Modern clinical research has slowly proven that much of the lore around these herbs is indeed true. As far as scientific and clinical studies are concerned, adaptogenic herbs have received the most attention. The wide range of healing benefits that they offer covers almost every area of the body. 

Adaptogenic herbs like Reishi, Gynostemma, and Tulsi (Holy Basil) can support individuals in managing cravings, reducing anxiety, and improving mood during the recovery process. Reishi calms nerves and repairs damage. More specifically, Reishi supports the liver and particularly aids the body in heavy metal detoxification. Reishi contains large numbers of organic compounds that are proven to strengthen our immune cells and improve general immune system health. Reishi, like most adaptogenic herbs, also supports and balances the endocrine and hormonal systems in the body. Hormones are the “molecules of consciousness”, and are said to be one of the main centers of our emotions; they are powerful biopeptides that directly control our mood, perception, sleep-wake cycles, bonding, and human connection. Reishi has been found to protect nerve cells against damage, degeneration, and impairment of function. It significantly decreases fatigue, anxiety, and depression, and improves one’s outlook and sense of well-being.

Native to Southeast Asia, the adaptogenic “miracle grass” and tonic herb Gynostemma is also known as the “Herb of Immortality” in China and is rich in gypenosides, saponins known to support healthy immune function. Tulsi (Holy Basil) is soothing to the nervous system and adrenals, and can help reduce inflammation. Revered in Ayurveda as an overall adaptogenic healer, Tulsi has specifically been studied for its protective abilities to shield the body from toxin-induced damage.


Nervines are a class of herbs that can instantly restore the nervous system. There are different kinds of nervines: those that are deeply nourishing and round out the edges like fresh Milky Oat and Chamomile, or stronger relaxants like Valerian, Kava Kava and Hops. Those that can help beat depressive energy, confusion and anxiety are Albizia and Lemon Balm. Calming adaptogenic herbs are perfect complementary herbs to nervines. Together, they tackle the damaging effects from stress while providing an instant chill pill with herbs like Ashwagandha, Reishi, and Tulsi.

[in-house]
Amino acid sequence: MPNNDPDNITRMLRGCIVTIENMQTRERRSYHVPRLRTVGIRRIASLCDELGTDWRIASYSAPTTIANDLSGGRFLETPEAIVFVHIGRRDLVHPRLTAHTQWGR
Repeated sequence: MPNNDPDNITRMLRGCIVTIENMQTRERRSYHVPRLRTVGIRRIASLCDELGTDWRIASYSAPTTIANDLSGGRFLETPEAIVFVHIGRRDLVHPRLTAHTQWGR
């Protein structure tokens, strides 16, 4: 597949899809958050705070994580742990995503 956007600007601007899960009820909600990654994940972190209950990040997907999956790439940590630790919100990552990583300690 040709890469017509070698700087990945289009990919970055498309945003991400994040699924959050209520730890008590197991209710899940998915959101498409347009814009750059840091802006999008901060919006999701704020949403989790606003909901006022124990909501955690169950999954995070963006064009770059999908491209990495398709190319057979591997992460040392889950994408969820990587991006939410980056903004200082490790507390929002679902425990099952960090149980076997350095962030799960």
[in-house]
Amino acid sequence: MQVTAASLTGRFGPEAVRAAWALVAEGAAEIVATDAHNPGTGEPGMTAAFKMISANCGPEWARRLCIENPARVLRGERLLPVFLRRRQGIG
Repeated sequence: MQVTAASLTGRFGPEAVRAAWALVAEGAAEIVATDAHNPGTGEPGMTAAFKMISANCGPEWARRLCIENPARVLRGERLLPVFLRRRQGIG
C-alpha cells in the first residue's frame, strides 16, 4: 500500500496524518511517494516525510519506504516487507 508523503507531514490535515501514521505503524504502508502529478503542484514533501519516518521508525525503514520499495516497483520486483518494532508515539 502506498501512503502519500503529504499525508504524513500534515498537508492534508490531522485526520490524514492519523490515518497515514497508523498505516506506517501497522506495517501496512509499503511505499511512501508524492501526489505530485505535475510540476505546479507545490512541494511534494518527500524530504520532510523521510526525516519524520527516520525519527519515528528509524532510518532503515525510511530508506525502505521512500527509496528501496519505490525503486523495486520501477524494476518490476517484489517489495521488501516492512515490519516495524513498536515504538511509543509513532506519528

With nervines, you may feel the effect instantly. They are used to help relieve a wide array of symptoms that directly affect the nervous system (muscle tension, insomnia, anxiety, depression, circular thoughts, worry, pain, etc.). Here are a few that help soothe the nervous system, reduce agitation, and promote restful sleep. These nervines are especially beneficial for managing withdrawal symptoms and supporting relaxation.

Passionflower: A beautiful mandala-like flower that offers anti-anxiety, antispasmodic, anti-inflammatory, and mild sedative properties. It was traditionally used by Native Americans for pain relief, bruises, and to ease muscle pain. One compound in particular has been studied within Passionflower—quercetin—for its exceptionally effective ability in ridding the body from damaging free radicals while inhibiting various enzymes that cause inflammation. This particular compound has also been found to relax the nervous system, helping to relieve nerve-related pain.

Skullcap: An excellent antispasmodic offering relief from muscle tension and anti-inflammatory effects. It is also used to stimulate blood flow, to assist with chronic headaches and for relaxation, and to treat hysteria, insomnia, anxiety, and epilepsy. It is used in European eclectic medicine, Chinese-Taoist Medicine, and by Native Americans to soothe the nerves and to ease pain recovery.  

Lemon Balm: A delightful tea with an exquisite smell, this herb is an excellent nervine known to uplift depressive moods. An easy plant to grow in the garden, is a wonderful companion to more potent hypnotics. Lemon Balm is even known to be an immune protector, like many of the adaptogens listed here. 

Oatstraw nourishes nerves and helps diminish the desire to use substances. Milk Oat is another incredible superfood for the nervous system. For one week out of the common oats growing cycle, the immature oat seed is filled with a white “milk.” It is harvested quickly and made into a fresh tincture, becoming an excellent trophorestorative, a deeply nourishing food that brings about deep restoration. Milky Oat remedies have been crafted for over 150 years by eclectic physicians as tonic remedies to calm shattered nerves, to relieve emotional instability, to reduce the symptoms of drug withdrawal, and to help restore peace and tranquility to overstressed and chronically upset people.

Liver-Supportive Herbs

Herbs like Milk Thistle help prevent and repair damage to the liver, while Dandelion Root works to remove debris from the body. Schisandra can support liver health and function. The liver plays a crucial role in detoxification, so supporting its health is essential during addiction recovery. To keep reading about liver health, herbs and tips for gentle detoxification, and more liver healing, click here